Importance of a Receptionist

by Josh Fredman, Demand Media
    For people who interact with a company daily, the receptionist might be the only person they regularly see.

    For people who interact with a company daily, the receptionist might be the only person they regularly see.

    A receptionist dabbles in a little of everything. She greets clients, customers and visitors, and directs them to where they need to go. She answers general phone and email queries, providing resolution when she can and forwarding the rest to the appropriate employee. She keeps track of important developments like package arrivals, and notifies the appropriate personnel. But her real importance transcends her specific duties. She serves as a unifying link in the company, and in many respects she is the company’s human face.

    First Impressions

    First impressions are powerful drivers in business, and when clients or members of the public visit a company in person the receptionist tends to be the first employee they meet. That makes her very important. Her appearance, manners, knowledge and helpfulness reflect on the entire company. A good receptionist must understand this role and feel comfortable with the responsibility. She must strive to always project a positive image and make people feel welcome, even during busy times or on bad days.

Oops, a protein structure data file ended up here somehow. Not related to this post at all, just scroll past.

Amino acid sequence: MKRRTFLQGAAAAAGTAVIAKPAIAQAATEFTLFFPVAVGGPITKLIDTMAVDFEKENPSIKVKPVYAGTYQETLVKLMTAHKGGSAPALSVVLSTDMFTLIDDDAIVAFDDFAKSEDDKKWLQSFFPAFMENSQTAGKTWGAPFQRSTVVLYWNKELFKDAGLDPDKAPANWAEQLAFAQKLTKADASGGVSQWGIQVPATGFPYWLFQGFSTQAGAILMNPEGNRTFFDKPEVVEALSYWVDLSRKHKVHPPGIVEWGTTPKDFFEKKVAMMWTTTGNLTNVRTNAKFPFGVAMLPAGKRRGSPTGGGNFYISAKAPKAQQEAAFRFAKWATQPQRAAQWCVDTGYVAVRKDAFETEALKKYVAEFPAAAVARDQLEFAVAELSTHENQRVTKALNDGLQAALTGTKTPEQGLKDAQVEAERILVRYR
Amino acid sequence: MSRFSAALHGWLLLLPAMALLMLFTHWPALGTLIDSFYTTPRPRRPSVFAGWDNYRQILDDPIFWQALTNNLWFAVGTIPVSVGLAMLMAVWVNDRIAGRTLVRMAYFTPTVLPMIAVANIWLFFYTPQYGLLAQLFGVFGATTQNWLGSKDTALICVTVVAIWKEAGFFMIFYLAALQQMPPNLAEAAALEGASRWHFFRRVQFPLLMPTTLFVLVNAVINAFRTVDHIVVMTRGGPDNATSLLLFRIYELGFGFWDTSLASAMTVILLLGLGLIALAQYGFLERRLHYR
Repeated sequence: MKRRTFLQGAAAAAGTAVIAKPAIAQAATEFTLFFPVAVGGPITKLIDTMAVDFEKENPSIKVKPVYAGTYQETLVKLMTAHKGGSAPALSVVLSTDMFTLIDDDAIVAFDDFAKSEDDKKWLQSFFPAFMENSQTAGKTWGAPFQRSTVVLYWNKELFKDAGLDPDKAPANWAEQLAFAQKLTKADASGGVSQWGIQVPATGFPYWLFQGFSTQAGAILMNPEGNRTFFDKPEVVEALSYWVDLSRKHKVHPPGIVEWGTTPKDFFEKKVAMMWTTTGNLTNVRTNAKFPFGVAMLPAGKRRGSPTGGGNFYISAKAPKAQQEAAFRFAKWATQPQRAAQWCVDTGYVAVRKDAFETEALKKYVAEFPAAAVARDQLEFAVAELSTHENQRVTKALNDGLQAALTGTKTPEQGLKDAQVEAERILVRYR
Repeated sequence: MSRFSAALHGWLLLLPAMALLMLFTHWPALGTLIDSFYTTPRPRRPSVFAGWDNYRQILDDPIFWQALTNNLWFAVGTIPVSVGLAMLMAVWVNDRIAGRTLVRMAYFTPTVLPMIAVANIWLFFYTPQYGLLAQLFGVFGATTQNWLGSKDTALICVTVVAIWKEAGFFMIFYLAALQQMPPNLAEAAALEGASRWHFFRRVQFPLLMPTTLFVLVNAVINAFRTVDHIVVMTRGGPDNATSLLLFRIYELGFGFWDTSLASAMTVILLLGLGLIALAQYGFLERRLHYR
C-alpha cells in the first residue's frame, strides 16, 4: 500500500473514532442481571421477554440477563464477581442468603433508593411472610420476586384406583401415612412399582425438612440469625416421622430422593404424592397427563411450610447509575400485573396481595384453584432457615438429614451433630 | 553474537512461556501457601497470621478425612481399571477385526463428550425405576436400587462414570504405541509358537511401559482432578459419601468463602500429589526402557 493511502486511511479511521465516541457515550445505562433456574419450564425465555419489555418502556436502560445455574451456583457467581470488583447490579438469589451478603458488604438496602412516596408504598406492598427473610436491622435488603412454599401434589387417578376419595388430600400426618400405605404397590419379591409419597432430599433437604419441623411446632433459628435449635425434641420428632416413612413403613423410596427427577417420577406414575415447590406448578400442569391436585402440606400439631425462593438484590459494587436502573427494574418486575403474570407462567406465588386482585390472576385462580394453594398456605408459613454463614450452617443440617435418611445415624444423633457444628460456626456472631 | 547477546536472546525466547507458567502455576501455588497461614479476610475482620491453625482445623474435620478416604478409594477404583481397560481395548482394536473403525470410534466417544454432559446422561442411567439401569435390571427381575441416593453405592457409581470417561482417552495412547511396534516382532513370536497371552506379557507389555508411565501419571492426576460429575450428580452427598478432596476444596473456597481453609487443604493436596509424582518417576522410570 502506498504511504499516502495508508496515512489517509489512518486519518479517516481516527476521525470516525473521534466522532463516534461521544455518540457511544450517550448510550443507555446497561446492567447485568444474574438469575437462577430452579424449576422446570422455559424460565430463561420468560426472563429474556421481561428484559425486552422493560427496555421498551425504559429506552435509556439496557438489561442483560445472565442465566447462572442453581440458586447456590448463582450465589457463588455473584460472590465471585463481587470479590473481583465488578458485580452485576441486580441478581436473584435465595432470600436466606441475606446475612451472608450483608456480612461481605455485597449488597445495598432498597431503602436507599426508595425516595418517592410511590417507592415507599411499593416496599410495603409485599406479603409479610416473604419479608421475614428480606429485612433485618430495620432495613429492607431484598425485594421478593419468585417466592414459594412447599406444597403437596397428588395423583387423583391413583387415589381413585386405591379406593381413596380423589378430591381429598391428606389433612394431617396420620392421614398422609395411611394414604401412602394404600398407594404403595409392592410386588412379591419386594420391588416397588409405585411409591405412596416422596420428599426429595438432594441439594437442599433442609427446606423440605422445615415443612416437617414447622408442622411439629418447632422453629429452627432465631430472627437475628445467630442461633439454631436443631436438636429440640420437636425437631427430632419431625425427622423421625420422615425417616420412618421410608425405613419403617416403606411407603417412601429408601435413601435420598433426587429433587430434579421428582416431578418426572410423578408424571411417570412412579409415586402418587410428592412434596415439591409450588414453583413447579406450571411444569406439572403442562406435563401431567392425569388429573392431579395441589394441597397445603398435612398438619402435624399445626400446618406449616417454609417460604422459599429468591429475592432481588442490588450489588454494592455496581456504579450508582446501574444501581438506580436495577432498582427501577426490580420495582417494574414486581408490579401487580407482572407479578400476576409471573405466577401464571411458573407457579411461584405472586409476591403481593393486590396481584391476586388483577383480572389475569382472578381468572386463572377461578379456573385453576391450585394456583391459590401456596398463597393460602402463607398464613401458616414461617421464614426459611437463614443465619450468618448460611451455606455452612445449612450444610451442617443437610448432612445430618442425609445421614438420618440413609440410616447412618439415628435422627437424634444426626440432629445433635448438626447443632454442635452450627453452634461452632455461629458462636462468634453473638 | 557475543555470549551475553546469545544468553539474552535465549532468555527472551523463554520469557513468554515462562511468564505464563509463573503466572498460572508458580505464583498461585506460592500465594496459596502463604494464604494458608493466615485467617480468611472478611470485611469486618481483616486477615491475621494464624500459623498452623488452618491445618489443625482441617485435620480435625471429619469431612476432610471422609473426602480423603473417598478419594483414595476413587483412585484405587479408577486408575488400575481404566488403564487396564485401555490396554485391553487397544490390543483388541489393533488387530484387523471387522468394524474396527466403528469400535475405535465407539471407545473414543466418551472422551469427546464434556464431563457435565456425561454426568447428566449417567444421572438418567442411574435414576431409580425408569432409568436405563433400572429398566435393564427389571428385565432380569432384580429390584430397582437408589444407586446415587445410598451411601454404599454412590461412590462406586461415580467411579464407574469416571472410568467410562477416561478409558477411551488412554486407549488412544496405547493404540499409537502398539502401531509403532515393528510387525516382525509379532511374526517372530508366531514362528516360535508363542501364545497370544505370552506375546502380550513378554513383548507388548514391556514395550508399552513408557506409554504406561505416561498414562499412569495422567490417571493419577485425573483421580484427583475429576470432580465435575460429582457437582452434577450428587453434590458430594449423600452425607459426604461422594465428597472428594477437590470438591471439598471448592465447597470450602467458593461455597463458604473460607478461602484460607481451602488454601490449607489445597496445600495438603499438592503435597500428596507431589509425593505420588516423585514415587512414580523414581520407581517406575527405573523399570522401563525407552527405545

Wide-Ranging Knowledge

    Most employees focus on their own work and don’t usually need to know what goes on elsewhere in the company. A receptionist, however, interacts broadly with people throughout the entire organization and generally has at least some awareness of everything that happens. This level of information makes her a valuable resource for anyone who needs to find information or support from another part of the company but doesn’t know where to look. The receptionist herself takes this broad knowledge base with her wherever she goes, and can continue to draw upon it as she advances in her career.

    Single Point of Contact

    Sometimes a receptionist constitutes the only point of contact between her company and members of the public, including clients, prospective customers and news reporters. Most people usually won’t question the information she provides them, so if any of that information is wrong the company might not have the opportunity to correct it until it has already caused some damage. This makes it very important to the company’s interests that the receptionist has good information to start with. She needs to be kept in the loop, updated frequently and advised clearly on when to verify information before supplying it.

    Extra Pair of Hands

    A receptionist’s jack-of-all-trades duties and her familiarity with the different parts of the company make her quite valuable as an assistant to help out with general tasks around the office that need doing. She may be able to help out with work like planning business lunches, preparing packages to mail, cleaning the break room, stocking the supply room and calling vendors in to fix broken machines or equipment. In some settings she may even be able to assist more senior employees in their own work, learning their jobs in greater depth and becoming a good prospect for eventual promotion.

    About the Author

    Josh Fredman is a freelance pen-for-hire and Web developer living in Seattle. He attended the University of Washington, studying engineering, and worked in logistics, health care and newspapers before deciding to go to work for himself.

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